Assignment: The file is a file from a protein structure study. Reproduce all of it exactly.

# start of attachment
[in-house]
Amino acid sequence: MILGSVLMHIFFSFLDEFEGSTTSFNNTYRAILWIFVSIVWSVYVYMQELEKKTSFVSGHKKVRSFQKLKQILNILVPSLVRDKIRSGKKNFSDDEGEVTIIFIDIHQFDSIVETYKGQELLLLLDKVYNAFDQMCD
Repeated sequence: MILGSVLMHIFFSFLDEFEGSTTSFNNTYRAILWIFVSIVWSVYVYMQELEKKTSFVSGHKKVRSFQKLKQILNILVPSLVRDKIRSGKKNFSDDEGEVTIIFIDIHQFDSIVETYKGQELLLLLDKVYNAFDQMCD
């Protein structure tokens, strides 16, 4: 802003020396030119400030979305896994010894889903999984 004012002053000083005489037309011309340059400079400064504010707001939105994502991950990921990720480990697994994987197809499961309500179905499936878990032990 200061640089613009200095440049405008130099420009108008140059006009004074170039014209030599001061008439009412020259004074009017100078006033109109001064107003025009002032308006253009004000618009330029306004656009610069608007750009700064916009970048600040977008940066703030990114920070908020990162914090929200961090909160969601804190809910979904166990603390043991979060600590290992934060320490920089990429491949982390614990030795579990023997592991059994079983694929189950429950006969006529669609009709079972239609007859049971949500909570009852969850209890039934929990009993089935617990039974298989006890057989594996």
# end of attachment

[in-house]
Amino acid sequence: MILGSVLMHIFFSFLDEFEGSTTSFNNTYRAILWIFVSIVWSVYVYMQELEKKTSFVSGHKKVRSFQKLKQILNILVPSLVRDKIRSGKKNFSDDEGEVTIIFIDIHQFDSIVETYKGQELLLLLDKVYNAFDQMCD
Repeated sequence: MILGSVLMHIFFSFLDEFEGSTTSFNNTYRAILWIFVSIVWSVYVYMQELEKKTSFVSGHKKVRSFQKLKQILNILVPSLVRDKIRSGKKNFSDDEGEVTIIFIDIHQFDSIVETYKGQELLLLLDKVYNAFDQMCD
């Protein structure tokens, strides 16, 4: 802003020396030119400030979305896994010894889903999984 004012002053000083005489037309011309340059400079400064504010707001939105994502991950990921990720480990697994994987197809499961309500179905499936878990032990 200061640089613009200095440049405008130099420009108008140059006009004074170039014209030599001061008439009412020259004074009017100078006033109109001064107003025009002032308006253009004000618009330029306004656009610069608007750009700064916009970048600040977008940066703030990114920070908020990162914090929200961090909160969601804190809910979904166990603390043991979060600590290992934060320490920089990429491949982390614990030795579990023997592991059994079983694929189950429950006969006529669609009709079972239609007859049971949500909570009852969850209890039934929990009993089935617990039974298989006890057989594996």